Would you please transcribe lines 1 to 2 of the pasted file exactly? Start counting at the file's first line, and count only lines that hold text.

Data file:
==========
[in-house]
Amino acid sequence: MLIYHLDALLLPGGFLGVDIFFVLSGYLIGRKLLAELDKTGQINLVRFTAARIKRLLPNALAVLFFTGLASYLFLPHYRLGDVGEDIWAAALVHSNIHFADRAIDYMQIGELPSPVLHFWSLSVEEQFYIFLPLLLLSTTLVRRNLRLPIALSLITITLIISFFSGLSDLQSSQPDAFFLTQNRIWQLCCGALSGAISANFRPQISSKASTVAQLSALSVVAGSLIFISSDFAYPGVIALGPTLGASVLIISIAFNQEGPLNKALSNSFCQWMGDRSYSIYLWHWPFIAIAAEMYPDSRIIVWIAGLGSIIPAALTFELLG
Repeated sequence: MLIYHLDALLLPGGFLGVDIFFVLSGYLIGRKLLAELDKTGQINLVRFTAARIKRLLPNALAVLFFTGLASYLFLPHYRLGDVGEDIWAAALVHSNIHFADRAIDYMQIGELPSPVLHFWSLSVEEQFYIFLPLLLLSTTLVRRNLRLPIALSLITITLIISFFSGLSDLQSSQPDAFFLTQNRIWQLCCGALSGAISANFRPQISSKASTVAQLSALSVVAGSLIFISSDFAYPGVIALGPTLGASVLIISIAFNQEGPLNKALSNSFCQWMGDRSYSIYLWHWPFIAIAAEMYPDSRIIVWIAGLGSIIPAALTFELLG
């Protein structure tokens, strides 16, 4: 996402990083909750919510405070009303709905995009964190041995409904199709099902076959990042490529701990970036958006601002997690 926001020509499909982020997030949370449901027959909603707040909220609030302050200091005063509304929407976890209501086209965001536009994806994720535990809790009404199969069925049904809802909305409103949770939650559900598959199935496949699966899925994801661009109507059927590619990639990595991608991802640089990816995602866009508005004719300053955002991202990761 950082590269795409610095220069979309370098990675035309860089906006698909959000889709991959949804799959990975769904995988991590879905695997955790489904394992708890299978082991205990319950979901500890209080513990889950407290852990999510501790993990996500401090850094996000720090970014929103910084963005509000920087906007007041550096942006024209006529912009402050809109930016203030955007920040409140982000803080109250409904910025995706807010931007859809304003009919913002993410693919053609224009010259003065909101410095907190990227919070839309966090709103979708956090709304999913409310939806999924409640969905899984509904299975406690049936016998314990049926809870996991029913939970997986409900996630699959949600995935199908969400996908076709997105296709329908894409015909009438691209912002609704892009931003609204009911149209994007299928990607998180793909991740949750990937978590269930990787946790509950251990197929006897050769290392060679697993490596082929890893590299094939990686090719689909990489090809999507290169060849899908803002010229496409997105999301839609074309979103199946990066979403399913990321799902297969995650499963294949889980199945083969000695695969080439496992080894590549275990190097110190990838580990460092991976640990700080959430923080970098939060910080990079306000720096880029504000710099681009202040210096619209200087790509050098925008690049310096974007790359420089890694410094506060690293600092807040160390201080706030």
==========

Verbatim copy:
[in-house]
Amino acid sequence: MLIYHLDALLLPGGFLGVDIFFVLSGYLIGRKLLAELDKTGQINLVRFTAARIKRLLPNALAVLFFTGLASYLFLPHYRLGDVGEDIWAAALVHSNIHFADRAIDYMQIGELPSPVLHFWSLSVEEQFYIFLPLLLLSTTLVRRNLRLPIALSLITITLIISFFSGLSDLQSSQPDAFFLTQNRIWQLCCGALSGAISANFRPQISSKASTVAQLSALSVVAGSLIFISSDFAYPGVIALGPTLGASVLIISIAFNQEGPLNKALSNSFCQWMGDRSYSIYLWHWPFIAIAAEMYPDSRIIVWIAGLGSIIPAALTFELLG